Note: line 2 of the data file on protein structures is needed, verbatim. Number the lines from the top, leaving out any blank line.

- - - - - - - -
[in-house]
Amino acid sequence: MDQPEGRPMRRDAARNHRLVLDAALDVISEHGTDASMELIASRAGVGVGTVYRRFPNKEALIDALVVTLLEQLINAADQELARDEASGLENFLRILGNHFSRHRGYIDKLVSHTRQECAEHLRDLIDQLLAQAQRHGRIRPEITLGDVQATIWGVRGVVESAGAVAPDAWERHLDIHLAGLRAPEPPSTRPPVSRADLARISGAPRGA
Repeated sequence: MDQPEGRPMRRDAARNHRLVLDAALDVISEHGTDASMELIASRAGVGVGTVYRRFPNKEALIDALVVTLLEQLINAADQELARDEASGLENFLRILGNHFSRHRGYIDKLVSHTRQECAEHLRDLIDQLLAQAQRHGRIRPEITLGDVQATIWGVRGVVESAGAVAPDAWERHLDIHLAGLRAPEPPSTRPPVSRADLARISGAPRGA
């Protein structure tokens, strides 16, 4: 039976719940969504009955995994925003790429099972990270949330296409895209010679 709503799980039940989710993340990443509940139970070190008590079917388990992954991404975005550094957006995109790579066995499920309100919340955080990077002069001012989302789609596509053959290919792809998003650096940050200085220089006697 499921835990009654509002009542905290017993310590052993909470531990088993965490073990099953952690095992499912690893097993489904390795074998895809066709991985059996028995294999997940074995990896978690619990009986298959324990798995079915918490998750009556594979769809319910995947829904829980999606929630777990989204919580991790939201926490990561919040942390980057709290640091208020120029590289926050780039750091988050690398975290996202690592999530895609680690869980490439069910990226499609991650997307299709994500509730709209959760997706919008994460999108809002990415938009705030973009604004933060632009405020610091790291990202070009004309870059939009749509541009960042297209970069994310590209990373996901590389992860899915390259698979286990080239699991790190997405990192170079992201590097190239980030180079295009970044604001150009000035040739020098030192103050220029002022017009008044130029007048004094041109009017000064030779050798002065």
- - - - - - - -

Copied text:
Amino acid sequence: MDQPEGRPMRRDAARNHRLVLDAALDVISEHGTDASMELIASRAGVGVGTVYRRFPNKEALIDALVVTLLEQLINAADQELARDEASGLENFLRILGNHFSRHRGYIDKLVSHTRQECAEHLRDLIDQLLAQAQRHGRIRPEITLGDVQATIWGVRGVVESAGAVAPDAWERHLDIHLAGLRAPEPPSTRPPVSRADLARISGAPRGA